SportSG sets aside $18 million to help gyms and studios, following stricter Covid-19 measures

The additional funds were put aside to help affected businesses defray their operating costs, such as rental, during this period.
The additional funds were put aside to help affected businesses defray their operating costs, such as rental, during this period.ST PHOTO: DESMOND WEE

SINGAPORE - Sport Singapore (SportSG) has set aside support of up to $18 million under the Sports Resilience Package (SRP) for eligible businesses and self-employed people (SEP) affected by the latest Covid-19 guidelines.

Under the stricter measures, which were announced last week, only low-intensity physical activities such as yoga and pilates are allowed to take place at public and private gyms and fitness studios from May 8-30.

The additional funds were put aside to help affected businesses defray their operating costs, such as rental, during this period.

In a Facebook post, Minister for Culture, Community and Youth Edwin Tong said: "The recent measures to help curb and tamp down infections have been necessary. But they also affected our sports and fitness programme providers. They bore quite a brunt of the measures.

"Costs and overheads will still weigh on many affected businesses and affected professionals' minds. I want to assure our sports operators and professionals that they are valuable partners to us, and Singaporeans in general, and we will continue to work with them to enhance standards and make sports and fitness more accessible."

A Sport and Fitness Operating Grant of $7.7 million has been rolled out to provide additional support for over 500 entities, in particular gyms and fitness studios.

Those eligible for this grant will receive a one-time disbursement, which takes overhead costs such as rental and salaries into account, ranging from $5,000 to $100,000 for the three-week period.

With four of her yoga and barre outlets operating at 50 per cent capacity, Lab Studios co-founder Jasmine Chong was appreciative of the additional support.

The 32-year-old said: “As a business, when the closures were communicated to us, we understood why there was a need to close because we need to keep the community safe.

“Our business model would have to transform to become viable in this new environment and having any kind of support is really appreciative. We are still recovering from last year’s lockdown and it seems brighter now.”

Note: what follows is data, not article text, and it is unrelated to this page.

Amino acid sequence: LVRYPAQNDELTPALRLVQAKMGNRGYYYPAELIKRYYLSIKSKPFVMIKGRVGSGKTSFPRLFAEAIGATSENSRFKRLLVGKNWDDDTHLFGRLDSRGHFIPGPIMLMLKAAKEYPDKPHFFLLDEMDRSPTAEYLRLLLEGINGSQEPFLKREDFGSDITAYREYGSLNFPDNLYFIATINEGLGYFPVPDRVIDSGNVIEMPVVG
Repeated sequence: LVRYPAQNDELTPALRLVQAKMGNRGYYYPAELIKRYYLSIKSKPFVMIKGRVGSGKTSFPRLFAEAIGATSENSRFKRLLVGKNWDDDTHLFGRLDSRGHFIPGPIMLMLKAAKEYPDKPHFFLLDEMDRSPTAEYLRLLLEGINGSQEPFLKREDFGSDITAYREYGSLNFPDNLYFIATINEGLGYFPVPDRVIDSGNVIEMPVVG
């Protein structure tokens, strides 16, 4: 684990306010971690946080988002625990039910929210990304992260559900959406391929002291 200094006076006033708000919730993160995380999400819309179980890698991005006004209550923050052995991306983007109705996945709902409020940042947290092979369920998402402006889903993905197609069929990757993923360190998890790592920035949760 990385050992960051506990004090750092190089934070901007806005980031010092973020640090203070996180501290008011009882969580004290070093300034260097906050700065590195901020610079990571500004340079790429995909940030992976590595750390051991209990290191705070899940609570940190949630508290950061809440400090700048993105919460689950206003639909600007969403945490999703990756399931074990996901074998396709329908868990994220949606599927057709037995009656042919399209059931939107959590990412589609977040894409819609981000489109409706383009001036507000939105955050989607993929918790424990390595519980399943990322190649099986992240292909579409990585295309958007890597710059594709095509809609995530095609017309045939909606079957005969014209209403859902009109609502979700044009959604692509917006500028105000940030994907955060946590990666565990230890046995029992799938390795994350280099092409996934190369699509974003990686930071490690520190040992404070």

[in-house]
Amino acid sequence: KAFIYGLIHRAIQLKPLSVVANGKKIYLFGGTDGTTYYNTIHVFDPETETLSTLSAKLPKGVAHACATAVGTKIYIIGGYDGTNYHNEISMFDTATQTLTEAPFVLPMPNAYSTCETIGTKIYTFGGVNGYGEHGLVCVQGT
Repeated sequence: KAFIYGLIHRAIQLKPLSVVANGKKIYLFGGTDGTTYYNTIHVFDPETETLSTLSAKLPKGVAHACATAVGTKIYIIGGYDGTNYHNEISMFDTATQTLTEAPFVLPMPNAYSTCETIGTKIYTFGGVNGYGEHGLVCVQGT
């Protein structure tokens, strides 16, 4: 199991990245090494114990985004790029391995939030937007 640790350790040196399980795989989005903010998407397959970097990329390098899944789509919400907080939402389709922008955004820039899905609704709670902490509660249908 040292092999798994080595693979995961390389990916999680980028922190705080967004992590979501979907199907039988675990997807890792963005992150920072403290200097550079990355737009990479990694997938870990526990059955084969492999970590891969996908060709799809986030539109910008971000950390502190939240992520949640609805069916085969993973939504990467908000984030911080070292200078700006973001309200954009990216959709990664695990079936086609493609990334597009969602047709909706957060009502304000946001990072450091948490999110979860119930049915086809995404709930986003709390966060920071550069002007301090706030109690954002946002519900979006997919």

To help individuals, the grant quantum for the SEP Project Grant, which was first announced at the 2021 Committee of Supply Debate in March, will increase from $2.5 million to $7.5 million.

With the raised grant quantum, the SEP Project Grant aims to support about 300 projects - thrice the original number - that help self-employed people collaborate with each other and develop initiatives targeted at enhancing the health and wellness of Singaporeans.

Successful grant applicants, who can work individually or with others, may obtain up to $25,000 in funding per project.

Those who have experienced at least 50 per cent income loss during the three weeks will be eligible for a one-time cash assistance of up to $400 under the Sport and Fitness SEP Support Fund, which $2.8 million has been set aside for.

Fitness instructors can also apply for the Continuing Coach Education (CCE) Training Allowance Grant that allows them to claim $7.50 for every claimable hour for the CCE training, programme or event up to a maximum of $300 per person until March 31 next year.

These include CCE courses facilitated by CoachSG, ExPRO Fitness on-demand online learning content and events, and courses offered under Union Training Assistance Programme as endorsed by the National Instructors and Coaches Association.

Personal trainer and fitness educator Dexter Tay is one who will be signing up for the CCE Training Allowance Grant.

Tay, a founding member of non-profit organisation FitnessSG that represents those in the fitness industry, believes that it is crucial for them to take courses to expand their skillsets.

The 38-year-old said: “It may not immediately be seen as tangible and helpful for us, but I feel that these measures are preparing us to move forward. While we all have to come together to work towards getting out of May 30, it’s prudent to be planning ahead. 

“If we can take this downtime to upgrade and upskill, we emerge stronger with a bit more knowledge and skills for the new norm.”